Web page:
Title: Mud & Lace (Rainbow Place #4)
Author: Jay Northcote
Publisher: Jaybird Press
Release Date: April 25th 2019
Page Count: 226
Reviewed by: Bob-O-Link
Heat Level: 4.5 flames out of 5
Rating: 4.5 stars out of 5
When Wicksy falls for drag queen Charlie, they discover that both sexuality and gender can be fluid.
Simon Wicks—Wicksy to his rugby teammates—has only ever been interested in women. But when he sets eyes on Lady Gogo, a drag queen who performs at Rainbow Place, he can’t stop thinking about her. He knows there’s a guy behind the fishnets and make-up, but he’s ready to explore his fantasies, and Lady Gogo is game for making them come true.
Charlie adores performing in drag. It allows him to indulge in his love of cross-dressing while earning some extra cash. Fooling around with a mostly straight guy in secret seems like a fun diversion, and gives him the chance to explore his feminine side. He feels safe wearing the mask of his confident alter ego, because the real Charlie is hidden from view.
When Wicksy sees more of the guy behind the make-up and glitter, his attraction to Charlie persists, and he realises he’s bisexual. In turn, Charlie begins to understand and accept his gender fluidity. As their mutual journey of self-discovery brings them closer, the secrecy becomes increasingly hard to deal with. If they’re going to have a future together, they both need to find the courage to show people who they really are.
Bless our English language. It permits choosing one definition, of many, most apt to a specific situation. So, I’ve selected metamorphosis as a spot-on description of Mud & Lace. It can mean “a marked or complete change of character, appearance, condition, etc.” It particularly suits the emotional, and even physical, changes that gradually occur to the novel’s feature characters, constituting the story’s heart, and making it successfully interesting to and emotionally fulfilling for the optimistic reader of gay romance.
We are all familiar with the “gay for you” genre – a supposedly straight gentleman, A, falls irresistibly in love/lust with mister B. That can really appeal to the hyper-romantics among us, rooting for a love and sexual passion that supercedes societal gender roles. Mud & Lace nicely celebrates that belief with intense charm and lots of super sex.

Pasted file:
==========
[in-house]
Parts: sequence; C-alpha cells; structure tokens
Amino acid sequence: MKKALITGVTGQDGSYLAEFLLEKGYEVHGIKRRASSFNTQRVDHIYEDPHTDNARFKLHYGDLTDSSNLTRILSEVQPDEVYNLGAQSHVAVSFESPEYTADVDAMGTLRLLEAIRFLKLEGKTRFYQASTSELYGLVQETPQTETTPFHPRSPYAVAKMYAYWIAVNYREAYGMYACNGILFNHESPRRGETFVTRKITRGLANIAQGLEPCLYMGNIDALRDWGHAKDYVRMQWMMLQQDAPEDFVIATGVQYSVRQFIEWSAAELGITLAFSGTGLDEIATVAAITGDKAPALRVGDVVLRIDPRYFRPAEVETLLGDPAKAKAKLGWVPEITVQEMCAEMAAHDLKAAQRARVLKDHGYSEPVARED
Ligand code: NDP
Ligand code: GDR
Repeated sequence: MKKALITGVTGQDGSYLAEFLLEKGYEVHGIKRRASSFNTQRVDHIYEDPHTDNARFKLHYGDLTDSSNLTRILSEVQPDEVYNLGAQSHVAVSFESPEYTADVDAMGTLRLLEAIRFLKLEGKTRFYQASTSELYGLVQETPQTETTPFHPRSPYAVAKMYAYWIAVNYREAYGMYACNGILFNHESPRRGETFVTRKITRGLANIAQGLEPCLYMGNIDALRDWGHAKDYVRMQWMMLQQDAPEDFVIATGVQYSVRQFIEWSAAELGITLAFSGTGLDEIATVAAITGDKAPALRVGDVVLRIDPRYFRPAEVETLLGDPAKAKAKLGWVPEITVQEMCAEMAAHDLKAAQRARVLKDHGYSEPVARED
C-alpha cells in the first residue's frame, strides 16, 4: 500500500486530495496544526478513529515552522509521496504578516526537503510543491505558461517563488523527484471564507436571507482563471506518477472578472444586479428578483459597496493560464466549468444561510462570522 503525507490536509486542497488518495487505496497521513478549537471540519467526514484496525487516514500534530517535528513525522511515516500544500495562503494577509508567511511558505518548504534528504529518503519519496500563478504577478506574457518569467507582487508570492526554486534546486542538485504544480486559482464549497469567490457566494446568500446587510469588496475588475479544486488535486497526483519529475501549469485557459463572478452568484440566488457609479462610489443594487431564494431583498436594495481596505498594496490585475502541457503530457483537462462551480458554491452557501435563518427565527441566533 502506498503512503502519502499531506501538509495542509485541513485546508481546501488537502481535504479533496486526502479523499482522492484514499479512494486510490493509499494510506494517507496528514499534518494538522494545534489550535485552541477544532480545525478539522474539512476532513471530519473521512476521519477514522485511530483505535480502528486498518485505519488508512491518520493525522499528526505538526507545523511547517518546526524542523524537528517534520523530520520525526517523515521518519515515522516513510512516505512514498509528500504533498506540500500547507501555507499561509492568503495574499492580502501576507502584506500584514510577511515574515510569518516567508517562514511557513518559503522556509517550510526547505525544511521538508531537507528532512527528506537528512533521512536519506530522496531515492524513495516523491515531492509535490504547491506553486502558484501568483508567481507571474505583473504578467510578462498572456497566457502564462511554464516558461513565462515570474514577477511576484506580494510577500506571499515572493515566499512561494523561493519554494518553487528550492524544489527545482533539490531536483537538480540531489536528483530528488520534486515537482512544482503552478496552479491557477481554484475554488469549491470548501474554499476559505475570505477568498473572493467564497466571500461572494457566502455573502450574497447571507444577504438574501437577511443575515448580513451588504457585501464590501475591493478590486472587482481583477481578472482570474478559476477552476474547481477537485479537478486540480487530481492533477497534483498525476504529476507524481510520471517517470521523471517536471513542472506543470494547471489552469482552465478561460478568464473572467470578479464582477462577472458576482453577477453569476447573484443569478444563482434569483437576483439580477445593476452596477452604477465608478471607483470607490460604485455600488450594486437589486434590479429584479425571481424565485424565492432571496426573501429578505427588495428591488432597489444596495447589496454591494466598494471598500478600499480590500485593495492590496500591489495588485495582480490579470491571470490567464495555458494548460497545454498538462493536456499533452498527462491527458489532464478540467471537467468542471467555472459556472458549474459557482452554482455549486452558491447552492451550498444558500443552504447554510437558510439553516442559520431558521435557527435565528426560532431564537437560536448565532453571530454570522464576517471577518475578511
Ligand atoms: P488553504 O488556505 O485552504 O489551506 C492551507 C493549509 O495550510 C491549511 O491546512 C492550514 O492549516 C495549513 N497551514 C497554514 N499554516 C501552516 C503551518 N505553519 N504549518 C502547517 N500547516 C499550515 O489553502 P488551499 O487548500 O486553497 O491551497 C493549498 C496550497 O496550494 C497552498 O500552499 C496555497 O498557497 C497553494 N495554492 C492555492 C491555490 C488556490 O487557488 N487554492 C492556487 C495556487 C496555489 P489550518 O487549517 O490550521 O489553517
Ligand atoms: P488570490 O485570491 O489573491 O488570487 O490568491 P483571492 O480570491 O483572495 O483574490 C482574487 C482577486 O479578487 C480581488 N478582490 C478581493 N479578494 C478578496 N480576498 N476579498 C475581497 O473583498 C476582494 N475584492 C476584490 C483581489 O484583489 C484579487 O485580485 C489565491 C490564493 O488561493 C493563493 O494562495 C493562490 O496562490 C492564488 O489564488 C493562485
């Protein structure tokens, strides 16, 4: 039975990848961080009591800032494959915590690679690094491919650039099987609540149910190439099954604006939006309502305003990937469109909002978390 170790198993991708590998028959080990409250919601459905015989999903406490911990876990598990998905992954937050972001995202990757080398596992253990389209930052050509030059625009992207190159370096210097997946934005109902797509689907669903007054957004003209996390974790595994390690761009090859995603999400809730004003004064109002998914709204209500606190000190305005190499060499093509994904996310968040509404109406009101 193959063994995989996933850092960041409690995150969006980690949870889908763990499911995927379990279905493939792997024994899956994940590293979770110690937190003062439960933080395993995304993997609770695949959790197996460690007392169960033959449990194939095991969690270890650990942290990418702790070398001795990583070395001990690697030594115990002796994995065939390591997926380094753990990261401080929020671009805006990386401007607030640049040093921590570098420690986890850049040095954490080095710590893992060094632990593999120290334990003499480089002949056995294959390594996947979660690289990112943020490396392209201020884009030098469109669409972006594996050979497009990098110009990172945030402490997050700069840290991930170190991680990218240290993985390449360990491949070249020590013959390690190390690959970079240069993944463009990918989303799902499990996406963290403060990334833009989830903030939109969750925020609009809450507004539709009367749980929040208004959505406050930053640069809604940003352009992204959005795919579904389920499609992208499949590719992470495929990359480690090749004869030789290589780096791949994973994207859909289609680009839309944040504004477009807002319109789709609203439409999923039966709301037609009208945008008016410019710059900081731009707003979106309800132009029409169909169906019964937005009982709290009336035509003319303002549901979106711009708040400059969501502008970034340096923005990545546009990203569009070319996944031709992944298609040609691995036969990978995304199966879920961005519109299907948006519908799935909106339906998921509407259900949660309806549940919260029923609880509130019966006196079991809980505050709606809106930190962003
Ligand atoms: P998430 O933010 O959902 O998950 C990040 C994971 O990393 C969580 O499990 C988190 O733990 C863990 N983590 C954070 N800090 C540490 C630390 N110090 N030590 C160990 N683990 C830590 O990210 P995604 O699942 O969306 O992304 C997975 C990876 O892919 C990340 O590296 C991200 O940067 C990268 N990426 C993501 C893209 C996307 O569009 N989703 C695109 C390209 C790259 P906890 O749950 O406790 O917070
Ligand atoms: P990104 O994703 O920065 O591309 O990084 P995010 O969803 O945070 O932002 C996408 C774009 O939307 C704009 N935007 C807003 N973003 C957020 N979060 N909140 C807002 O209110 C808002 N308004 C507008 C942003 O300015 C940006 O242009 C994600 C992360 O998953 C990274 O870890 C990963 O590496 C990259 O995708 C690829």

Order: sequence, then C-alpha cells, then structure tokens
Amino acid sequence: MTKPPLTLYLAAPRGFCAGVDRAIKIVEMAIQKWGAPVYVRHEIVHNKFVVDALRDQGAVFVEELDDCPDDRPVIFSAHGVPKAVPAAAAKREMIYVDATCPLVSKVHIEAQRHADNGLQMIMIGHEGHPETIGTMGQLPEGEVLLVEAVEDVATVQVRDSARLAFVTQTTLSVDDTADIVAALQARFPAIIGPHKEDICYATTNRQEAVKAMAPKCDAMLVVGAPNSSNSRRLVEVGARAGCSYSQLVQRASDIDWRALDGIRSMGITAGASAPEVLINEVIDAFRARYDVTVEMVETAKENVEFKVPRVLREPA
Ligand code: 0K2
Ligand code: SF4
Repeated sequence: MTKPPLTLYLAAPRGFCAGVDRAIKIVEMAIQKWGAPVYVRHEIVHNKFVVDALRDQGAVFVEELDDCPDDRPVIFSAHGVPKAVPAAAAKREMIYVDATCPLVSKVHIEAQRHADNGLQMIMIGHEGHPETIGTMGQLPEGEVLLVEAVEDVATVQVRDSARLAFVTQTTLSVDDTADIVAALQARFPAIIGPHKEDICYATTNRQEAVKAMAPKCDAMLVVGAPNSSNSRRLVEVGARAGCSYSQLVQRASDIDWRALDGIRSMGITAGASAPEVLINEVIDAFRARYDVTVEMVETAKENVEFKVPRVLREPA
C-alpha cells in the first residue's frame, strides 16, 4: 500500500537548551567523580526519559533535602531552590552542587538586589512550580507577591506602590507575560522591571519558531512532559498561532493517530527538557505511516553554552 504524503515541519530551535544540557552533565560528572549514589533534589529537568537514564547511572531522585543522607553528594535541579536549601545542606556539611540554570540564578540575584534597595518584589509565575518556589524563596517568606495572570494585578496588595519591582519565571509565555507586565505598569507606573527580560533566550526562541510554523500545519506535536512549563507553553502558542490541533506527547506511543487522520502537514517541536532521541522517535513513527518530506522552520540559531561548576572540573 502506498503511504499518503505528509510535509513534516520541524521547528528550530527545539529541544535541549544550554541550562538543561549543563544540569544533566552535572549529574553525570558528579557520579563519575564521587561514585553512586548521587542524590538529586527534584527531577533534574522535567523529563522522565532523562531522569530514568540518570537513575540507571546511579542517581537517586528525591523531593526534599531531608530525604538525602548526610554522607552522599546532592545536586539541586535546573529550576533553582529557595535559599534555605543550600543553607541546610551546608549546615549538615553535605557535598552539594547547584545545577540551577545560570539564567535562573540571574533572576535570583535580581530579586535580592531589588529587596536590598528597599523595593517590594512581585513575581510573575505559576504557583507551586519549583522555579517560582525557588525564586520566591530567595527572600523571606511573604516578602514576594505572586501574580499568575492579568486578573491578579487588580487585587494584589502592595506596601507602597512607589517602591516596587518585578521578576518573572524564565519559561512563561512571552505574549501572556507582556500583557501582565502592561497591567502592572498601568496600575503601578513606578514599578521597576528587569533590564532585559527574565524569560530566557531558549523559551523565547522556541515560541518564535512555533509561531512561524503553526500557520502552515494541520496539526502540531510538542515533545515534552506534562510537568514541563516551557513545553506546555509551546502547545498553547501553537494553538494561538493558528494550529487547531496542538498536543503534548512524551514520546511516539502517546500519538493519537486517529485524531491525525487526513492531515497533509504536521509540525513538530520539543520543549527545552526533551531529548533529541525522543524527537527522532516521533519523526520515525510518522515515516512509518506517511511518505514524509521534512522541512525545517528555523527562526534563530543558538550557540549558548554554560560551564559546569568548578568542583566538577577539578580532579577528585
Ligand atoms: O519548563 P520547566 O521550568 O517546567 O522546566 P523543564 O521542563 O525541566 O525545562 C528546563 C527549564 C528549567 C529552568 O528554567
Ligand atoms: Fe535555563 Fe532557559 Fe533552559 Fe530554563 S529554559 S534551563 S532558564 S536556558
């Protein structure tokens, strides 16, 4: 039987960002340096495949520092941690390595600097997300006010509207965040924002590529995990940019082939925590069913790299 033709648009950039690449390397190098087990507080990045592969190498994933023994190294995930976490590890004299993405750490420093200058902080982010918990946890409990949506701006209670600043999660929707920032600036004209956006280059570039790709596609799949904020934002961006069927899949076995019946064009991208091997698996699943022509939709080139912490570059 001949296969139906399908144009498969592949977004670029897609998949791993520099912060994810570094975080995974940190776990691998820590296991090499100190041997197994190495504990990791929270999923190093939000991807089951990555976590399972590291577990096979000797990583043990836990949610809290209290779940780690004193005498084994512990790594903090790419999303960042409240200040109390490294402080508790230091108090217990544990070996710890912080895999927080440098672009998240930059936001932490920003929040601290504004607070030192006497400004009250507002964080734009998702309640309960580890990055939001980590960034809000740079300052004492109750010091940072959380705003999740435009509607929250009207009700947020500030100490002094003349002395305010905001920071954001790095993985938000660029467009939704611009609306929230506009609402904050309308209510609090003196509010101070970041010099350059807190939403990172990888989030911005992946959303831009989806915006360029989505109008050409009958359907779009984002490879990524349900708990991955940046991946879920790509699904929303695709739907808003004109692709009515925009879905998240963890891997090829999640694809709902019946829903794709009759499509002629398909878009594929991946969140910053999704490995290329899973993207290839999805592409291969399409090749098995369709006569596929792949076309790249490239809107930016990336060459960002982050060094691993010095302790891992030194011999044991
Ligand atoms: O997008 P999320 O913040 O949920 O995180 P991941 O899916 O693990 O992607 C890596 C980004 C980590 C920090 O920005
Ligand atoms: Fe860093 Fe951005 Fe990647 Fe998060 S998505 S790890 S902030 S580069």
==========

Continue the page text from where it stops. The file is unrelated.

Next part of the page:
Wicksy, a successfully active heterosexual, finds himself becoming obsessed with the drag personna of Charlie. Wicksy knows Charlie’s actual gender, but can’t quite figure out whether he is aroused despite that or because of it. Wicksy’s acts of self-pleasure don’t generate any clarification for him. And Internet “research,” if anything, only sensualizes Wicksy with the physical possibilities of gay sex. Self-deluding, he is first convinced that Charlie’s excessive femininity in drag is really further assurance to Wicksy that he is really straight. Curiosity still overwhelms him.
Charlie finds great satisfaction in drag and performing for the public. A generally quiet and ordinary person, drag is truly liberating for him. Deep down, Charlie questions the the source of the “uncertainty” he feels about his gender, but he still responds to Wicksy’s approach.
These are sexually and emotionally evolving people. The sex starts out as mostly one-sided, but the underlying emotional attachment inevitably draws our heroes towards great sexual reciprocity. Ultimately, they yearn, beyond sex, for the simple pleasures, such as cuddling with a partner. And Wicksy, almost unknowingly, starts to think he may be bi-sexual, with a bent for men who evince a femme nature, leading Wicksy, subconsciously, to begin thinking of Charlie as “Her.”
The novel is fun, sexy and an easy read. While Mud & Lace is a stand alone, as this reviewer, you may be tempted to get into the other books in the Rainbow place series.